Things went rapidly down-hill from there. Jameson Locke, a new character introduced in the television mini-series Halo: Nightfall, leading the team assigned to bring in the Chief, finally catches up with the Chief and calls him out. Well, more butts heads with him. And while they do fight it was very half-hearted. To be honest, it was more like an energetic scuffle (at best).

Then there’s Cortana’s role in the overarching plot. She’s trying to take over leftover Forerunner tech (Guardians, Prometheans, etc.) plus suborn Human AI’s from her new perch inside the ancient Forerunner computer network a.k.a. The Domain (how she got there is never adequately explained). During her last moments in Halo 4, with multiple copies of herself going through Rampancy, she wasn’t exactly a prime candidate for uploading into a galaxy-spanning alien Internet. Her instability in Halo 5 shows this, as does her deep desire to end war by putting ALL races under her thumb (whether the Chief likes it or not). It’s a serviceable idea, but I have to admit that Cortana has always been a beloved element of Halo for me. Having her go insane like this was tough to see. Of course that was probably part of it, to engender sadness in players by making her that way. But if they do want to use the well-worn theme of super-intelligent computer trying to enslave everyone, perhaps it could be one of her clones from the previous game? The original Cortana could be discovered elsewhere, less Rampant and willing to help fight her sister on the side of the Chief. To be honest, any candy-coating for this particular bitter pill would have been welcome.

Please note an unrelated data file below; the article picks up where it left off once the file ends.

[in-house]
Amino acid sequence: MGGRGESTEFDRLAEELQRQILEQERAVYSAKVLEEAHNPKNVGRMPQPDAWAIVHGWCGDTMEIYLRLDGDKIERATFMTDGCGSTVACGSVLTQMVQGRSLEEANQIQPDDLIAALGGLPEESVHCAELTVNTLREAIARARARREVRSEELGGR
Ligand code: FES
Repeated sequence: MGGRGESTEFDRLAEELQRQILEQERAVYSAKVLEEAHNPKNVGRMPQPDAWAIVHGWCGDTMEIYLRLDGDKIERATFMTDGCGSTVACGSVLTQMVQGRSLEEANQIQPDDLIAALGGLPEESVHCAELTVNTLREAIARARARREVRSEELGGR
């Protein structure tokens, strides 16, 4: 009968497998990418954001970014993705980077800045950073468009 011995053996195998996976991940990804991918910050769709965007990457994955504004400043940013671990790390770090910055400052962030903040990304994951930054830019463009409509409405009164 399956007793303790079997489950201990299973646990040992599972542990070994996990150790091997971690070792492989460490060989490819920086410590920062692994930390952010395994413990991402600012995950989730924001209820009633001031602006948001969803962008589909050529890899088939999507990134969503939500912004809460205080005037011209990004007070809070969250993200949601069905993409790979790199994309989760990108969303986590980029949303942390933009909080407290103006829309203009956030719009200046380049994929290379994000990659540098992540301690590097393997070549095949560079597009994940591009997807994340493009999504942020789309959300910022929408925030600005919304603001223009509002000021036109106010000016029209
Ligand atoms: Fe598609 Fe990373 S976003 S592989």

Graphics

This was actually the first game I played on the Xbox One. The graphics were good, but not the quantum-leap forward I was expecting. There were indeed some moments of grandeur, such as the deep iridescence of molten lava flows while exploring beneath the crust of a planet, and the bright cathedral-like beauty I was surrounded with in the red rock canyons on the Sangelli home world.

But overall there didn’t seem to be anything that really stood out. Even some of the textures seemed lacking upon closer inspection, reminding me of the abysmal time I played Halo 2 for the first time with my HDTV.

I will say however that as with the previous Halo installment the character animation during the cutscenes was top-notch. Even though I was a fan of the first official live-action Halo movie, Forward Unto Dawn, I think that an animated film could easily be made solely using their own internal cinematic CGI division.

Game-play
After 27 years, the Halo franchise has hit a point where those who develop the game have most likely grown up playing it. It’s a “By the Gamers, for the Gamers” situation. They’ve probably played their fair-share of FPS, and one would expect for them to know how to build a good one.

One would expect.

But the problem that’s been inherent in the Master Chief’s chronicles (long before 343 came into the mix) was the tendency to have long, monotonous levels. It was especially apparent in the first installment of the series (trudging through the inner tunnels of the titular ring world).